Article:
Additionally, some parents are now experiencing 24/7 responsibility for their children, with schools and daycares being closed. They are having to learn how to homeschool their children while simultaneously juggling their full-time jobs remotely. That is a lot to have on one’s plate!

Another concern is daycare and summer camps–will parents be able to afford them, or will they want to send their children and risk exposure to the virus? Read More >>

Divorce Settlement Modifications in a COVID-19 World

The staggering number of individuals who have experienced a job loss, pay cut, or reduced hours over the last few months due to COVID-19 has resulted in unemployment levels not seen since the Great Depression.

After the initial shock of being furloughed or fired wears off, employees have a number of practical issues to consider, not the least of which is finding new health insurance coverage (which becomes even more critical during a global pandemic). The same is true for small business owners, many of whom have seen their revenue stream plummet.

These pressing logistics become even more complex for divorced couples who are part of a settlement that based financial responsibilities going forward on their economic positions pre-coronavirus. Suddenly, many former partners are experiencing the reality that their alimony, child support, or health insurance arrangement is no longer tenable. The payor may truly want to meet his or her financial obligations, but a job loss or pay cut makes that impossible.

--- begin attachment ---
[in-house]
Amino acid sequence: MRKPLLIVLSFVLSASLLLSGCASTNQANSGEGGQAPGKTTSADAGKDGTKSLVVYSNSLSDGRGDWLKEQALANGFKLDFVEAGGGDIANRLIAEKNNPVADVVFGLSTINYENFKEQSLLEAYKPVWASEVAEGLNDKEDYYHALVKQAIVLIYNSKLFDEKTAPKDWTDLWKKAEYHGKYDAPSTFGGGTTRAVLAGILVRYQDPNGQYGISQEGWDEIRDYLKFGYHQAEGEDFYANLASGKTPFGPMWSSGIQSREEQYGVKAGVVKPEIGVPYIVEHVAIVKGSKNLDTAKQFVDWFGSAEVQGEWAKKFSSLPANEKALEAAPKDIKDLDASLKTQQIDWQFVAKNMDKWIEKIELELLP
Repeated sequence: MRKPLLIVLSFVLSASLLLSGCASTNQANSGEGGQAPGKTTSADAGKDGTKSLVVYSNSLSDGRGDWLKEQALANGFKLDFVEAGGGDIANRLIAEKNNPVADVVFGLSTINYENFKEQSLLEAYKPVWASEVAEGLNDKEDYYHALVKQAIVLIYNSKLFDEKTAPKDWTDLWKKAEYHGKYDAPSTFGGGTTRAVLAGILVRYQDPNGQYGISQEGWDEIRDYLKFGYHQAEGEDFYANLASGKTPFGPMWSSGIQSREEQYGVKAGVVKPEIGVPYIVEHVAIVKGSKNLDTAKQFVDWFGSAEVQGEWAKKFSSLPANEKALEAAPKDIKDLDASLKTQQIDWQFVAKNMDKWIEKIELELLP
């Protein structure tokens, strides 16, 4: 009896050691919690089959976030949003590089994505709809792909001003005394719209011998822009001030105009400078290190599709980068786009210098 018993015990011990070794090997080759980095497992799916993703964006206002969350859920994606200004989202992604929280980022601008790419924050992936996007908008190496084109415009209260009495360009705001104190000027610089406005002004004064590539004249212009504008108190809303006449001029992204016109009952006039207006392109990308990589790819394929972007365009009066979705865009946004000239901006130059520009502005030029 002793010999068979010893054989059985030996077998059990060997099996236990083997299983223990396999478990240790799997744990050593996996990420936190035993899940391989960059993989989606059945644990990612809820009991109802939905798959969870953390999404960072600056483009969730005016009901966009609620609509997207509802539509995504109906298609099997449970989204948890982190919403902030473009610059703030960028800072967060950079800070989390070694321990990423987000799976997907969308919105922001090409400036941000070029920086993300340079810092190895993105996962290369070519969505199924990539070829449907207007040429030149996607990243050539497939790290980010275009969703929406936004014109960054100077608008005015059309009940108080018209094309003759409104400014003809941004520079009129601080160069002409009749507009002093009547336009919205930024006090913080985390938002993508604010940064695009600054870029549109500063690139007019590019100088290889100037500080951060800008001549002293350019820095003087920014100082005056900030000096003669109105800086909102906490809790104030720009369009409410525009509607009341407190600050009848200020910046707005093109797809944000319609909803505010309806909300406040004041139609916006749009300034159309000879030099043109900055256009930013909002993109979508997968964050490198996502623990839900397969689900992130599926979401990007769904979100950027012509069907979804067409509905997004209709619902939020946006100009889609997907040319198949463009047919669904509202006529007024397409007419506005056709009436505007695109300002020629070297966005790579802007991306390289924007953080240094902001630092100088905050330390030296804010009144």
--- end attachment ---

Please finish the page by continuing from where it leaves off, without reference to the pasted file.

What Part of a Divorce Settlement is Negotiable?

There is no easy answer to this kind of quandary. The parties involved cannot plant or access a money tree, nor is the economy likely to recover at lightning speed. They will need to arrive at a solution together that will either be temporary to get them through these challenging times, or else will become their “new normal.”

In the eyes of the Court, both the payor and payee, as well as any children, must have a roof over their heads, working utilities, food on the table, and running automobiles, regardless of any pay cut or job loss. These areas are non-negotiable. Read More >>

Marital Mediation in Light of COVID-19

Making marriage work can be challenging under normal conditions, but throw in a pandemic leading to a lockdown, along with economic uncertainty and possible health issues, and the marital relationship can seem downright impossible!